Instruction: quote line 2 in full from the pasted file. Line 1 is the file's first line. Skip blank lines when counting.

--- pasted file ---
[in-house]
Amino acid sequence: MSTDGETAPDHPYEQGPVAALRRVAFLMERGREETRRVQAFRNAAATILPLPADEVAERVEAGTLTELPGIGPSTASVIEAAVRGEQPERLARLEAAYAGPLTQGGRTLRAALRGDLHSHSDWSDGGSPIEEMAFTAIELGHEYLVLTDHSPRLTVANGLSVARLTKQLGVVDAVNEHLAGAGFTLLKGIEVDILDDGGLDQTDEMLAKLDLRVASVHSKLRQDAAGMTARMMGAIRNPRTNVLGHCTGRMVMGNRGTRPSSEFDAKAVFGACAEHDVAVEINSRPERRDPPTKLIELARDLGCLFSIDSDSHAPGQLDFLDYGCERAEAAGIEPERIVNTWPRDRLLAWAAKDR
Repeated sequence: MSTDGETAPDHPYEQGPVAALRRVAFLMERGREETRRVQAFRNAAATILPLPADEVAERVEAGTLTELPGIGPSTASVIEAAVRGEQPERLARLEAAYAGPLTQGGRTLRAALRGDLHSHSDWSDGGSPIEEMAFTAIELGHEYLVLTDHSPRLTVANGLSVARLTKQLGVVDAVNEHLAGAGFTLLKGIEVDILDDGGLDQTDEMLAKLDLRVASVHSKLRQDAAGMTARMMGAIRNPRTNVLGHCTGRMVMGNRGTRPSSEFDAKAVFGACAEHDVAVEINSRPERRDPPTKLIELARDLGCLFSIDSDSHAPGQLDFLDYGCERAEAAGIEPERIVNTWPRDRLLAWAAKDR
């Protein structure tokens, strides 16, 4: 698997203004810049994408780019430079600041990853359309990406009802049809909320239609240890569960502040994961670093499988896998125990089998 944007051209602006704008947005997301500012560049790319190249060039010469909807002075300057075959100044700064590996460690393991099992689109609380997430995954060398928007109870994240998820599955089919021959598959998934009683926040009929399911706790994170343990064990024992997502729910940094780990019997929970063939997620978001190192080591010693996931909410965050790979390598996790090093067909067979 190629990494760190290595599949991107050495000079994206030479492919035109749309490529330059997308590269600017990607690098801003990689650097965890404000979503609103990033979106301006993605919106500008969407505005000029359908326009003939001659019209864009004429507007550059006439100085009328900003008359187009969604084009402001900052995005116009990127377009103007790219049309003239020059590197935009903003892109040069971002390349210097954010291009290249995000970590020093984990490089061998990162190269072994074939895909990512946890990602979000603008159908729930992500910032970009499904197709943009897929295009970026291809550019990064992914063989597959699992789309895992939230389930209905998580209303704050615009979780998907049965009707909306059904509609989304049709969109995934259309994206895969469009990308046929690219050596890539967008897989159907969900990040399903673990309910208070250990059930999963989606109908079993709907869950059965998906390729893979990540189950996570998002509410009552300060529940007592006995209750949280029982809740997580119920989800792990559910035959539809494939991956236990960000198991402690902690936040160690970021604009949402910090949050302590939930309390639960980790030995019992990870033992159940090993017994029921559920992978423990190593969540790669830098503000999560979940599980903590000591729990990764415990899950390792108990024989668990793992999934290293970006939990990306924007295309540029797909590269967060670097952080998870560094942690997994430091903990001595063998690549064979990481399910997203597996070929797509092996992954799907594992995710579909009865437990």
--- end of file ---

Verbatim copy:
Amino acid sequence: MSTDGETAPDHPYEQGPVAALRRVAFLMERGREETRRVQAFRNAAATILPLPADEVAERVEAGTLTELPGIGPSTASVIEAAVRGEQPERLARLEAAYAGPLTQGGRTLRAALRGDLHSHSDWSDGGSPIEEMAFTAIELGHEYLVLTDHSPRLTVANGLSVARLTKQLGVVDAVNEHLAGAGFTLLKGIEVDILDDGGLDQTDEMLAKLDLRVASVHSKLRQDAAGMTARMMGAIRNPRTNVLGHCTGRMVMGNRGTRPSSEFDAKAVFGACAEHDVAVEINSRPERRDPPTKLIELARDLGCLFSIDSDSHAPGQLDFLDYGCERAEAAGIEPERIVNTWPRDRLLAWAAKDR